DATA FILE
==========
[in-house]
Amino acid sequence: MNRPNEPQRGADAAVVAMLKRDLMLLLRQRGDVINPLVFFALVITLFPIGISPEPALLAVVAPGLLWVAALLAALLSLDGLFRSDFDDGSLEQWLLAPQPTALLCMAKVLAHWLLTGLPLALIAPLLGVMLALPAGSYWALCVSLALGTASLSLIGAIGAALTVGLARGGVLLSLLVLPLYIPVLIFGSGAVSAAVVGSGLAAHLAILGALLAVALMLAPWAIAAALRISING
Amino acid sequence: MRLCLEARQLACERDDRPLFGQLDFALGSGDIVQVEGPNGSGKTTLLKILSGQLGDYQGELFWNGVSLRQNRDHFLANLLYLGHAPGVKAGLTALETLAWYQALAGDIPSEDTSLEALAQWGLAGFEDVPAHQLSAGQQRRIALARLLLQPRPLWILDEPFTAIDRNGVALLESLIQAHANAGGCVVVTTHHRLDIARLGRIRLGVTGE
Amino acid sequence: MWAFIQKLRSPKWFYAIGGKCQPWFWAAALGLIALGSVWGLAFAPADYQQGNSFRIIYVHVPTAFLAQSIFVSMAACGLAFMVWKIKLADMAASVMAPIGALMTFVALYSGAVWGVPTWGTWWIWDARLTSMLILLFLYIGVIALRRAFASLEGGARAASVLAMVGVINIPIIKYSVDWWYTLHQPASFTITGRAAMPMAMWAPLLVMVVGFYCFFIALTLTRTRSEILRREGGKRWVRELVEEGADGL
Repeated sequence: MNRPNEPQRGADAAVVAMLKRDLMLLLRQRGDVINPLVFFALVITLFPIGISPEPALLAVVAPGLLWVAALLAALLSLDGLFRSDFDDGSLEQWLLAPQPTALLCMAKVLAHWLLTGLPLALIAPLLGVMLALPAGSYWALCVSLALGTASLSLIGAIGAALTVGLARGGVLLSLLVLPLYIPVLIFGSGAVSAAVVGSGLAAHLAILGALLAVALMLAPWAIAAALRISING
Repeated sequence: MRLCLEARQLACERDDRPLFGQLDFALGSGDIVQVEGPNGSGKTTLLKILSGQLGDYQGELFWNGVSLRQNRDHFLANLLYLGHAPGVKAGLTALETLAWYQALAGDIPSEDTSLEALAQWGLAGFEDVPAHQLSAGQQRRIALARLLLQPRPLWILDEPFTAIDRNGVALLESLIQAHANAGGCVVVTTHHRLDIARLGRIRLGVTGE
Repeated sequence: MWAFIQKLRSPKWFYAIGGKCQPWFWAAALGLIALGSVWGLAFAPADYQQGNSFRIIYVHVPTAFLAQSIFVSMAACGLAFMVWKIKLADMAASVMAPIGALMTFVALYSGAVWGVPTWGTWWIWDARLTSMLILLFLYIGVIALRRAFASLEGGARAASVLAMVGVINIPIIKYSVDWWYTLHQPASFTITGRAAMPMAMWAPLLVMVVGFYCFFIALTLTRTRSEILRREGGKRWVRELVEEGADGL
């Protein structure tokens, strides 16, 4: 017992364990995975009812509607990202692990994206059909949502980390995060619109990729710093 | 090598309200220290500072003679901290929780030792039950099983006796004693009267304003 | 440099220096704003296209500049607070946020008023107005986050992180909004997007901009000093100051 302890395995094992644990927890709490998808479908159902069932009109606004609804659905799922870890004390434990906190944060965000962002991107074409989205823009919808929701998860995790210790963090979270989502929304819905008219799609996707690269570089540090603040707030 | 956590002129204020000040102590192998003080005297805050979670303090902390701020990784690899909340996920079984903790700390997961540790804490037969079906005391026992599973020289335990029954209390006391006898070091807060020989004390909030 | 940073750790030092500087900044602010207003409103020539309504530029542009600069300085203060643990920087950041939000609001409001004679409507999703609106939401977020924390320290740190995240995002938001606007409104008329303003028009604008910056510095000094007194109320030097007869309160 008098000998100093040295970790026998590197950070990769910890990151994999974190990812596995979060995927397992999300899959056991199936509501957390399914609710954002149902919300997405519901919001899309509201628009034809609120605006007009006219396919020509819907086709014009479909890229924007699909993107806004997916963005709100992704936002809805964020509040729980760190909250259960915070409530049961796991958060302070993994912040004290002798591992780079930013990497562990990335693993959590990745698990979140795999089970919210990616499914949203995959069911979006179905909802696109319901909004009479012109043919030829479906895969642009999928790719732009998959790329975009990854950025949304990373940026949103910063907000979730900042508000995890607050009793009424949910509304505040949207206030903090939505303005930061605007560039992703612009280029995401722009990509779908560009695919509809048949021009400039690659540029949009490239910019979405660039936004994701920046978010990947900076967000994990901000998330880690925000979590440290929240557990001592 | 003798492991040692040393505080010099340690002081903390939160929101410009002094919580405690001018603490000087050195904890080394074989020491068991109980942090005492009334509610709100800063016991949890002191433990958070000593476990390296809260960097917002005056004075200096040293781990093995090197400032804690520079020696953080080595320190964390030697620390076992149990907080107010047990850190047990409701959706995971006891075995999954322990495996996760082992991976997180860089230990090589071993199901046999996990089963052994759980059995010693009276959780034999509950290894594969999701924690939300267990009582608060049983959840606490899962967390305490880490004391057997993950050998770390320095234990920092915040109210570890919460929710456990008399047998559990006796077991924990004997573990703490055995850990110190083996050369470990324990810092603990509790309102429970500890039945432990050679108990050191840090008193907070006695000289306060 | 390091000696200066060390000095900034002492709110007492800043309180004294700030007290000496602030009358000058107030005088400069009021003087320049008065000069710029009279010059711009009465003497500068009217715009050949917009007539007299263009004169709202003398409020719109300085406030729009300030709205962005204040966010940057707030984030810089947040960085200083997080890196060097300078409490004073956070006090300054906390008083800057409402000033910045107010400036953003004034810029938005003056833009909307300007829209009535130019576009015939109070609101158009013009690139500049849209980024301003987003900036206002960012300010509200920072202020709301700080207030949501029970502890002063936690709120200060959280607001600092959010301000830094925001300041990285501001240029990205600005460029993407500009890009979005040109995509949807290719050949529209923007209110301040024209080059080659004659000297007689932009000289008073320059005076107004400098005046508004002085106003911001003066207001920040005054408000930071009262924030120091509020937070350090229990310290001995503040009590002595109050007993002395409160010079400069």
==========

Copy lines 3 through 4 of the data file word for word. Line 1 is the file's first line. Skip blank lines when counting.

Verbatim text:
Amino acid sequence: MRLCLEARQLACERDDRPLFGQLDFALGSGDIVQVEGPNGSGKTTLLKILSGQLGDYQGELFWNGVSLRQNRDHFLANLLYLGHAPGVKAGLTALETLAWYQALAGDIPSEDTSLEALAQWGLAGFEDVPAHQLSAGQQRRIALARLLLQPRPLWILDEPFTAIDRNGVALLESLIQAHANAGGCVVVTTHHRLDIARLGRIRLGVTGE
Amino acid sequence: MWAFIQKLRSPKWFYAIGGKCQPWFWAAALGLIALGSVWGLAFAPADYQQGNSFRIIYVHVPTAFLAQSIFVSMAACGLAFMVWKIKLADMAASVMAPIGALMTFVALYSGAVWGVPTWGTWWIWDARLTSMLILLFLYIGVIALRRAFASLEGGARAASVLAMVGVINIPIIKYSVDWWYTLHQPASFTITGRAAMPMAMWAPLLVMVVGFYCFFIALTLTRTRSEILRREGGKRWVRELVEEGADGL